OAKLAND, OCT. 31 -- Kermit Washington's recurring nightmare stars Kareem Abdul-Jabbar.

"I'm playing basketball. I'm up against Kareem. That might sound like a dream come true to a lot of people," says Washington. "I considered it a nightmare."

In 1982, after an eight-year career in the NBA with Los Angeles, Boston and Portland, Kermit Washington limped away from the game. He didn't pick up a basketball for three years. He suffered no withdrawal symptoms when the public spotlight was unplugged.

"I never missed the game for a second," he said.

So why is this 36-year-old man with a pair of bad knees and a stiff back, a first-team all-America from American University who says he doesn't need the money, attempting a professional comeback?

"I need a challenge," he said, sitting in the Oakland Coliseum with a bag of ice on his right knee after a two-hour practice. "I get bored so quickly with life."

Washington's comeback is only slightly more surprising than the Golden State Warriors' response to it. Unless Washington reinjures himself, the balding, 6-foot-8 forward is going to make this team.

"Kermit is a veteran, a leader we think can do a lot of things for us rebounding and at the defensive end," said Warriors Coach George Karl. "We're looking for him to play from eight to 19 minutes a game."

The Warriors have gambled more than a spot on their roster for Washington. As compensation to Portland, which has kept Washington on its suspended list since he retired in 1982, the Warriors gave up next year's third-round pick in the draft. And if Washington plays more than 15 minutes in at least 79 games this season, the Trail Blazers will get a second-round pick instead.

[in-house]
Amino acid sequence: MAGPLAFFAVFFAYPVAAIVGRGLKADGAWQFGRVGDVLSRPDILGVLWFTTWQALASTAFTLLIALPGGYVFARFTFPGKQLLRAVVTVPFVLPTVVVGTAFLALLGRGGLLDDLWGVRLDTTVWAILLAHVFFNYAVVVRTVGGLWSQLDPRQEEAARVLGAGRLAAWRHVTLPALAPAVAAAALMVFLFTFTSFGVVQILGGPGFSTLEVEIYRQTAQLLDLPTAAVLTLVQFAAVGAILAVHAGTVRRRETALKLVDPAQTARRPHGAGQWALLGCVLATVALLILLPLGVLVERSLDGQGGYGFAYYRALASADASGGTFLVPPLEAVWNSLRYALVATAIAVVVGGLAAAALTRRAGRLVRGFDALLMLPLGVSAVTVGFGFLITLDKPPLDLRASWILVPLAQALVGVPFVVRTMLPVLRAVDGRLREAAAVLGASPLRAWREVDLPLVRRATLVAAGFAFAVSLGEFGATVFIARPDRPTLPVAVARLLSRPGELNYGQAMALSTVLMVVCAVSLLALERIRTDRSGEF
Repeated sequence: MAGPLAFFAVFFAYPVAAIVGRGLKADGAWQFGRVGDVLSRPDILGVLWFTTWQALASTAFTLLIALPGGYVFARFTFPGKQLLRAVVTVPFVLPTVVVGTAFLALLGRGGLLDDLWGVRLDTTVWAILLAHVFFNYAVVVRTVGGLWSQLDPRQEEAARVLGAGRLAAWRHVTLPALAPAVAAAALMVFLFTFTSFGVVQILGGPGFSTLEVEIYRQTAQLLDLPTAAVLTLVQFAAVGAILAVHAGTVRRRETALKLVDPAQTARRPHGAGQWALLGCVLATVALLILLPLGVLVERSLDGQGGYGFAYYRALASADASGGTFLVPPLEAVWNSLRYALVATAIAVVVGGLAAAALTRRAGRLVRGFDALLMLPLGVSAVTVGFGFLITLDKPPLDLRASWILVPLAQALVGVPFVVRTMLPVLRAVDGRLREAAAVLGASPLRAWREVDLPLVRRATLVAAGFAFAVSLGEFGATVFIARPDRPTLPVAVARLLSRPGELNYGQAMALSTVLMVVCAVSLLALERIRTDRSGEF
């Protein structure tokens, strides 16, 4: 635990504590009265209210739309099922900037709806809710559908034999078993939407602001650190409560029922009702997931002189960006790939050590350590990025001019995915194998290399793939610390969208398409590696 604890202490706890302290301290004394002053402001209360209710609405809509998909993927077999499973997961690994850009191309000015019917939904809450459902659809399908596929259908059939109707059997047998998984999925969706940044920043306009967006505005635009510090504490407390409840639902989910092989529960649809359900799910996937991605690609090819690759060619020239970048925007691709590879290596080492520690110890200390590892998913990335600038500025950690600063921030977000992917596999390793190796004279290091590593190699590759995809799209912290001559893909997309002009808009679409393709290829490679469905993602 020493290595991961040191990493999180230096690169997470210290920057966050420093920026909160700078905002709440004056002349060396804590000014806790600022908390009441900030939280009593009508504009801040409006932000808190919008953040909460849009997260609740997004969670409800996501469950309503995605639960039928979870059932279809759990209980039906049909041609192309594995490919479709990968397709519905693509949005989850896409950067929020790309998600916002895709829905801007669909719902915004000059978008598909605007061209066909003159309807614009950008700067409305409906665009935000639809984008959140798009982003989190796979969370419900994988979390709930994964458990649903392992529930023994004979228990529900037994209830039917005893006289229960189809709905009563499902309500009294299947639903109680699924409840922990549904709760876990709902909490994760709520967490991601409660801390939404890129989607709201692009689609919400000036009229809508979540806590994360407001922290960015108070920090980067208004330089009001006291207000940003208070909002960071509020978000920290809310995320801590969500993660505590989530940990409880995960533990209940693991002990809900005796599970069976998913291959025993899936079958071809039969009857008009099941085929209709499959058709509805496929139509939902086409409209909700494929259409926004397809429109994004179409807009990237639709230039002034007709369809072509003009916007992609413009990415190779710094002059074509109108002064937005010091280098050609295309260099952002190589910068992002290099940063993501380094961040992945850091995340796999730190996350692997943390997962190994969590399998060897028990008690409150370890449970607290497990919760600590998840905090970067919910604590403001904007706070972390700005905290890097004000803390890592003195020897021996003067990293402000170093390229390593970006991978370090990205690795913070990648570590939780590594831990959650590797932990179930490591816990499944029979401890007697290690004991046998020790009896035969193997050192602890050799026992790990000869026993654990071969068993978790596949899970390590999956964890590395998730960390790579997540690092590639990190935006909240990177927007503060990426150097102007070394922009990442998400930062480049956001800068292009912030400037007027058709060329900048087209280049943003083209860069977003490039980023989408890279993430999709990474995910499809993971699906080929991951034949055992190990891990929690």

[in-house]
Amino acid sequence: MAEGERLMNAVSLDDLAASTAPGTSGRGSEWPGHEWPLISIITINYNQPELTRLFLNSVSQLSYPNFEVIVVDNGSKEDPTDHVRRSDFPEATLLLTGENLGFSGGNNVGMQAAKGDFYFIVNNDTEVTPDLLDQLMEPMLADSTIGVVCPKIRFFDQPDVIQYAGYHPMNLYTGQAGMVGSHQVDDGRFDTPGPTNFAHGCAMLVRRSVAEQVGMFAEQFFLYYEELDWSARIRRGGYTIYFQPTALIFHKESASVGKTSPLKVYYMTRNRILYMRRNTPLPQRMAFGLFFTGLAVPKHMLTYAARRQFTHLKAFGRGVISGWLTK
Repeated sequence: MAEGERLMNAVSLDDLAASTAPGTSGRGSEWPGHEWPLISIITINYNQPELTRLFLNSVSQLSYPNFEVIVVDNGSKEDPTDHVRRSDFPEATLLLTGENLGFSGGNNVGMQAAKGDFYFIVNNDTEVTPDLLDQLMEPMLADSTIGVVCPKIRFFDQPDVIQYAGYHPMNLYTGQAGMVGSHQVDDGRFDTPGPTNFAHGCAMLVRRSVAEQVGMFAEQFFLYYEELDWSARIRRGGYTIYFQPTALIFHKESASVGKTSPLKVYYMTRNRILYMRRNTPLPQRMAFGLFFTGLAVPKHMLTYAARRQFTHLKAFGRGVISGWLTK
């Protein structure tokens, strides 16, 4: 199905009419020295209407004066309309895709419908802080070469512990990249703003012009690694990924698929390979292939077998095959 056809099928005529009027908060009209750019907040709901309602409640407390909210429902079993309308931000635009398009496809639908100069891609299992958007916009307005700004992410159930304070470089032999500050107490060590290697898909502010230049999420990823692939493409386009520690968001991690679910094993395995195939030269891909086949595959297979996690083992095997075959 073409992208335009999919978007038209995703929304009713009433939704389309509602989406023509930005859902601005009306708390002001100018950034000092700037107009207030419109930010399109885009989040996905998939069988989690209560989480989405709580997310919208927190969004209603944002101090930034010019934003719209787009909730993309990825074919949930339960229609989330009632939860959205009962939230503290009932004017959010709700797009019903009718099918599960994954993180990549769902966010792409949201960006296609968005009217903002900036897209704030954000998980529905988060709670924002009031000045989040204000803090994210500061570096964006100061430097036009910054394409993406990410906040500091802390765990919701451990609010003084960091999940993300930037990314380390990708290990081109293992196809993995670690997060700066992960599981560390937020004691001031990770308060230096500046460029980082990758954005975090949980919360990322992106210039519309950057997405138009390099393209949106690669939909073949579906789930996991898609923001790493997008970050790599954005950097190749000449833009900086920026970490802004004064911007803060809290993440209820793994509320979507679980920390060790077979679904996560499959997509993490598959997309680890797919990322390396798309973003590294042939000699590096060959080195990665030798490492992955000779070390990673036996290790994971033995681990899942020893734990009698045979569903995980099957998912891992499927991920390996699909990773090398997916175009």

Washington approached Portland team officials last summer about a job, but not as a player. The former conditioning coach at Stanford University wanted to do the same work with the Trail Blazers. Portland officials took one look at his weightlifter's physique and offered him a uniform.

But Portland could not accept Washington's demand that he sit out practices periodically to rest his knees. Washington left camp resolved that his comeback had failed. Then the Warriors' Don Nelson called.

In the first five preseason games with Golden State, Washington averaged 15 minutes, 5.6 points and 5.4 rebounds. Against Portland, he scored 12 points and grabbed 10 rebounds.

Old Man River was for real.

"You're looking sensational. I thought it would be well over a month before you'd be doing the things you're doing," Nelson told him after a practice last week.

At the end of practice, while the rest of the team works on foul shots, Washington spends half an hour sweating through strength and agility drills. In one he runs up court, dragging a conditioning coach who holds Washington from behind.

He says he is motivated by fear.

"I don't want to embarrass myself," said Washington, a 1980 NBA all-star and one of just seven players in collegiate history to average 20 points and 20 rebounds per game in a season. "There's always the fear of that. But I'm willing to take the chance."

So why leave a wife and two pre-teen children in Oregon to play a game that gives you nightmares?

"Here's the thing about Kermit Washington," he said, adjusting the ice pack on his knee. "The things I have the most fear of in life, I try to face. Once you face them, they tend to disappear."